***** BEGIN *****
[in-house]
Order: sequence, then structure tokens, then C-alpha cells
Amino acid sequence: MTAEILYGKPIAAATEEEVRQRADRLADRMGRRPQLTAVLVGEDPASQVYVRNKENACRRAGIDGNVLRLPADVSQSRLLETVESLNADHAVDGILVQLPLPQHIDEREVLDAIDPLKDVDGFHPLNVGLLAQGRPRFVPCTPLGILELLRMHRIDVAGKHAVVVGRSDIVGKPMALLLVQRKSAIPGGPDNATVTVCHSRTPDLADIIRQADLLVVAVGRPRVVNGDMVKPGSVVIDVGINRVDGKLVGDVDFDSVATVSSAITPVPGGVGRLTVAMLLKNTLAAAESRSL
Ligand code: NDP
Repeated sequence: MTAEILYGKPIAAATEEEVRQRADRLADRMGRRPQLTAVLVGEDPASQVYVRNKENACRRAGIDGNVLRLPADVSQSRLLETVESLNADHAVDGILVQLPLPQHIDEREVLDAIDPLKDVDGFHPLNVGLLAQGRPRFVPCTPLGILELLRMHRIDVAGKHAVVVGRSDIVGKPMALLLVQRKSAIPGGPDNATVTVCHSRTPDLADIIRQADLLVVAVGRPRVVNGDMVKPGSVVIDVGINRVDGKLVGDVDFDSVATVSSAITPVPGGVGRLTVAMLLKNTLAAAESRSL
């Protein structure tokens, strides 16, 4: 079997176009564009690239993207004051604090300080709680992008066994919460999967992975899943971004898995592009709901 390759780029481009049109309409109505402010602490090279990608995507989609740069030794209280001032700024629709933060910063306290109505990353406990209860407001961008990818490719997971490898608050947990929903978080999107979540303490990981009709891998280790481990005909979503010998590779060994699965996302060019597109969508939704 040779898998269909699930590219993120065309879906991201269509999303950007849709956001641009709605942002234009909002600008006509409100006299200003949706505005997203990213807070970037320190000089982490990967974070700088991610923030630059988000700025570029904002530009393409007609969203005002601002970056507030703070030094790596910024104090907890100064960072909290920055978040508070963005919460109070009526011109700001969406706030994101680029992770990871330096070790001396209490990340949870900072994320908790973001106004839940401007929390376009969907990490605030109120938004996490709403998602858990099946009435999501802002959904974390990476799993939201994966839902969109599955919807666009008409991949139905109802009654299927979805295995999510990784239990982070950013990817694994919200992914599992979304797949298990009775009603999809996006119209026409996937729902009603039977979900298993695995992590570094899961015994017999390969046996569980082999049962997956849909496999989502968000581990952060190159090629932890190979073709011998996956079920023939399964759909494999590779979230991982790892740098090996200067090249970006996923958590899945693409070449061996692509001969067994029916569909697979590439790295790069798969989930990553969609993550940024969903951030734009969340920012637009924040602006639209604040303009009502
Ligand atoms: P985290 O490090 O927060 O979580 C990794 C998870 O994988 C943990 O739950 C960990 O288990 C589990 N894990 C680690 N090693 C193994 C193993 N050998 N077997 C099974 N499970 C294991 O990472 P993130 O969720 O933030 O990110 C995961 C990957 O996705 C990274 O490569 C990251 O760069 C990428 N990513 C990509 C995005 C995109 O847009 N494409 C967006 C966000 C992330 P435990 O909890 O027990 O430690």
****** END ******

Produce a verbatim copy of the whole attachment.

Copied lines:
[in-house]
Order: sequence, then structure tokens, then C-alpha cells
Amino acid sequence: MTAEILYGKPIAAATEEEVRQRADRLADRMGRRPQLTAVLVGEDPASQVYVRNKENACRRAGIDGNVLRLPADVSQSRLLETVESLNADHAVDGILVQLPLPQHIDEREVLDAIDPLKDVDGFHPLNVGLLAQGRPRFVPCTPLGILELLRMHRIDVAGKHAVVVGRSDIVGKPMALLLVQRKSAIPGGPDNATVTVCHSRTPDLADIIRQADLLVVAVGRPRVVNGDMVKPGSVVIDVGINRVDGKLVGDVDFDSVATVSSAITPVPGGVGRLTVAMLLKNTLAAAESRSL
Ligand code: NDP
Repeated sequence: MTAEILYGKPIAAATEEEVRQRADRLADRMGRRPQLTAVLVGEDPASQVYVRNKENACRRAGIDGNVLRLPADVSQSRLLETVESLNADHAVDGILVQLPLPQHIDEREVLDAIDPLKDVDGFHPLNVGLLAQGRPRFVPCTPLGILELLRMHRIDVAGKHAVVVGRSDIVGKPMALLLVQRKSAIPGGPDNATVTVCHSRTPDLADIIRQADLLVVAVGRPRVVNGDMVKPGSVVIDVGINRVDGKLVGDVDFDSVATVSSAITPVPGGVGRLTVAMLLKNTLAAAESRSL
């Protein structure tokens, strides 16, 4: 079997176009564009690239993207004051604090300080709680992008066994919460999967992975899943971004898995592009709901 390759780029481009049109309409109505402010602490090279990608995507989609740069030794209280001032700024629709933060910063306290109505990353406990209860407001961008990818490719997971490898608050947990929903978080999107979540303490990981009709891998280790481990005909979503010998590779060994699965996302060019597109969508939704 040779898998269909699930590219993120065309879906991201269509999303950007849709956001641009709605942002234009909002600008006509409100006299200003949706505005997203990213807070970037320190000089982490990967974070700088991610923030630059988000700025570029904002530009393409007609969203005002601002970056507030703070030094790596910024104090907890100064960072909290920055978040508070963005919460109070009526011109700001969406706030994101680029992770990871330096070790001396209490990340949870900072994320908790973001106004839940401007929390376009969907990490605030109120938004996490709403998602858990099946009435999501802002959904974390990476799993939201994966839902969109599955919807666009008409991949139905109802009654299927979805295995999510990784239990982070950013990817694994919200992914599992979304797949298990009775009603999809996006119209026409996937729902009603039977979900298993695995992590570094899961015994017999390969046996569980082999049962997956849909496999989502968000581990952060190159090629932890190979073709011998996956079920023939399964759909494999590779979230991982790892740098090996200067090249970006996923958590899945693409070449061996692509001969067994029916569909697979590439790295790069798969989930990553969609993550940024969903951030734009969340920012637009924040602006639209604040303009009502
Ligand atoms: P985290 O490090 O927060 O979580 C990794 C998870 O994988 C943990 O739950 C960990 O288990 C589990 N894990 C680690 N090693 C193994 C193993 N050998 N077997 C099974 N499970 C294991 O990472 P993130 O969720 O933030 O990110 C995961 C990957 O996705 C990274 O490569 C990251 O760069 C990428 N990513 C990509 C995005 C995109 O847009 N494409 C967006 C966000 C992330 P435990 O909890 O027990 O430690």